The Russian invasion of Ukraine has been a wake-up call in many ways for the whole world, but especially for Europe. Member States initiated policy responses to alleviate the burden of high energy prices in the short term out of necessity, as the disruptions across various sectors of the economy required an immediate response.
Not surprisingly, low-income households tend to be burdened more in times of energy crisis. Supporting vulnerable households should be one of the main focuses of energy crisis man-agement, but price distortionary policies are inefficient and it is also crucial to let the price signal do the work of reducing energy consumption automatically. Governments should also implement universal policies against the energy crisis as there will always be people who fall through the cracks, but targeted policies should be one of the main tools to increase the efficiency of government spending. And these subsidies will reach the needy at different speed depending on the administrative capacity of the governments.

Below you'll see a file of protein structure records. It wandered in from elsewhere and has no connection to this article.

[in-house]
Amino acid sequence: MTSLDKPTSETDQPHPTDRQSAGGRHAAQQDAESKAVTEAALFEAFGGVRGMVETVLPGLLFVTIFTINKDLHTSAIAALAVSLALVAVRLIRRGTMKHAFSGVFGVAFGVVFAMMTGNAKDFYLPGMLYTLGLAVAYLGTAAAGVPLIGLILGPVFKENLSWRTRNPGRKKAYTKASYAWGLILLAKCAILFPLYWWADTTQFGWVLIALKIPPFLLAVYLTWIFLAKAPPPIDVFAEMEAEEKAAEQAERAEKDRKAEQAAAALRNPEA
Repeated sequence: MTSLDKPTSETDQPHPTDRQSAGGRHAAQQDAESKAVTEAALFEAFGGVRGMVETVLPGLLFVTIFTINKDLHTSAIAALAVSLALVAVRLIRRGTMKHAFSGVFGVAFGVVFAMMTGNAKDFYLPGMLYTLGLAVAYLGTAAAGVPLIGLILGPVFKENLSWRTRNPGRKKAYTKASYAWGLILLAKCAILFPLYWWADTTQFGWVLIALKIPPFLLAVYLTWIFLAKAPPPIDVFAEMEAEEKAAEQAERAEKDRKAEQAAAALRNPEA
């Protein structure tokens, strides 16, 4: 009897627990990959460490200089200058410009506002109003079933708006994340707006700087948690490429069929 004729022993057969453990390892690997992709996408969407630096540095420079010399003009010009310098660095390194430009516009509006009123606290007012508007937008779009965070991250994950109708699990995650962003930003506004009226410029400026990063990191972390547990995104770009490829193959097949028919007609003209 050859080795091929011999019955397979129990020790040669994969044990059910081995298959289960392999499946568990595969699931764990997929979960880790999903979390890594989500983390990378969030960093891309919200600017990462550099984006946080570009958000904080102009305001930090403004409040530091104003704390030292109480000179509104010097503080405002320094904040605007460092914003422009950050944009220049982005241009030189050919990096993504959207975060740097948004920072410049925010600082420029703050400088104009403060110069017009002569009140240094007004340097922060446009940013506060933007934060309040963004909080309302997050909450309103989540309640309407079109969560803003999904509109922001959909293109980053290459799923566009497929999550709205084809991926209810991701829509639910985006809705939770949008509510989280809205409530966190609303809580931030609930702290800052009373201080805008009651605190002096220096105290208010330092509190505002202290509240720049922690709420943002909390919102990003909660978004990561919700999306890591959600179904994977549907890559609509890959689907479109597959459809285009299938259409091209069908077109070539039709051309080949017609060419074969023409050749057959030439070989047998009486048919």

Korea has an energy voucher program that targets vulnerable households, but it relies primarily on the categorical eligibility of other assistance programs and demographic characteristics to determine eligibility. Reviewing the coverage and benefit level of the program seems like a good start before the upcoming winter.